Even where a resident of one country does not conduct its business activities in another country through a fixed place or business, a PE may still be found to exist in that other country where the business is carried out through a person in that other country that has the authority to conclude contracts on behalf of the resident of the first country. Thus, a resident of one country cannot avoid being treated as having a PE by acting through a dependent agent rather than conducting its business directly. However, carrying on business through an independent agent will generally not result in a PE.
Many tax systems provide for collection of tax from non-residents by requiring payers of certain types of income to withhold tax from the payment and remit it to the tax authorities. Withholding arrangements may apply to interest, dividends, royalties, and payments for technical assistance. Most tax treaties reduce or eliminate the amount of tax required to be withheld with respect to residents of a treaty country.
Most treaties provide mechanisms eliminating taxation of residents of one country by the other country where the amount or duration of performance of services is minimal but also taxing the income in the country performed where it is not minimal. Most treaties also provide special provisions for entertainers and athletes of one country having income in the other country, though such provisions vary highly. Also most treaties provide for limits to taxation of pension or other retirement income.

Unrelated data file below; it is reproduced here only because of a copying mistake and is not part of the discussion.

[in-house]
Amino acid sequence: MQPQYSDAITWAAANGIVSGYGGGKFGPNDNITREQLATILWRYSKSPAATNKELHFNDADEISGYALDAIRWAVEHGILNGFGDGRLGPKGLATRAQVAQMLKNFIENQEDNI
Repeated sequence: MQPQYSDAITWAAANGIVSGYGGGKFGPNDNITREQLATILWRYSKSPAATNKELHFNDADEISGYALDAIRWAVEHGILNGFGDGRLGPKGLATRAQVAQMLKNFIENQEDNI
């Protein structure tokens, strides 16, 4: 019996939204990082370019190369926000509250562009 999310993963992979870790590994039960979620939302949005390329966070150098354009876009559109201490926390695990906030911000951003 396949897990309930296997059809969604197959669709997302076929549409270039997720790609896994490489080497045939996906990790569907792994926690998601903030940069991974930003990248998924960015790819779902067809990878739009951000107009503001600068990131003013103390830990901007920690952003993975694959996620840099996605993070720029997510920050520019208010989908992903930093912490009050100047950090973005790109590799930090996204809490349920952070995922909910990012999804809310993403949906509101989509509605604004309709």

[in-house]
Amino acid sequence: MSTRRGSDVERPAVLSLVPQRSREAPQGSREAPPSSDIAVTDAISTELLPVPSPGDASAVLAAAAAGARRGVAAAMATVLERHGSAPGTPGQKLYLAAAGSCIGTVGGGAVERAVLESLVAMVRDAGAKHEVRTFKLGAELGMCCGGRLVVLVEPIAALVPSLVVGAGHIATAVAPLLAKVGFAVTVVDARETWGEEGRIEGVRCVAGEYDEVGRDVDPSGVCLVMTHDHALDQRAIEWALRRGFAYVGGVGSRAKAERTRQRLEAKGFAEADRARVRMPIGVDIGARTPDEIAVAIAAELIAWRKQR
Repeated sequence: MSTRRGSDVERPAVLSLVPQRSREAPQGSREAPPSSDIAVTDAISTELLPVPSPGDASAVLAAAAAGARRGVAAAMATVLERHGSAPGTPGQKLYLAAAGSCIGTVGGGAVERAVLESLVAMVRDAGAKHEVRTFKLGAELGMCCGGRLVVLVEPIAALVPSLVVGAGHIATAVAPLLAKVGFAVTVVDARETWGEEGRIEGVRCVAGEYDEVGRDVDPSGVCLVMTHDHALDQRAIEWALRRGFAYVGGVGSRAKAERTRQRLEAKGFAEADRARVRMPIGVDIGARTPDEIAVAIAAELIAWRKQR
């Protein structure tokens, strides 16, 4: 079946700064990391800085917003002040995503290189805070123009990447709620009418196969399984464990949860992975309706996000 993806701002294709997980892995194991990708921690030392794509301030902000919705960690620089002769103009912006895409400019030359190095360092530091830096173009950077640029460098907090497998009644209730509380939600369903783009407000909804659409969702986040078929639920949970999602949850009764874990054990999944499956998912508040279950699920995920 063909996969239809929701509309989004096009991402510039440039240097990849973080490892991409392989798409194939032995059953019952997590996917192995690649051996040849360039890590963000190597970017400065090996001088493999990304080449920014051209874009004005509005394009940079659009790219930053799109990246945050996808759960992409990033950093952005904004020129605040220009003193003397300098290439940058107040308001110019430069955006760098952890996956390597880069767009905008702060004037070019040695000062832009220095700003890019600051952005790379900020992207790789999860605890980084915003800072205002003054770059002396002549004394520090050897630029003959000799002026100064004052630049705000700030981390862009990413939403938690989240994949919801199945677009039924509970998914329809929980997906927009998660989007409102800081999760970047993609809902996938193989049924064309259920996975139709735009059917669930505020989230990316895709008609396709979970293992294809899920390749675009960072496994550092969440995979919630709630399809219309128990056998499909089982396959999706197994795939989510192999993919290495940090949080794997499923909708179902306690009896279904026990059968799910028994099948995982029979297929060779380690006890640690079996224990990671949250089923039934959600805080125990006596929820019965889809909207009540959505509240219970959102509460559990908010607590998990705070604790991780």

Most treaties eliminate from taxation income of certain diplomatic personnel. Most tax treaties also provide that certain entities exempt from tax in one country are also exempt from tax in the other. Entities typically exempt include charities, pension trusts, and government owned entities. Many treaties provide for other exemptions from taxation that one or both countries as considered relevant under their governmental or economic system.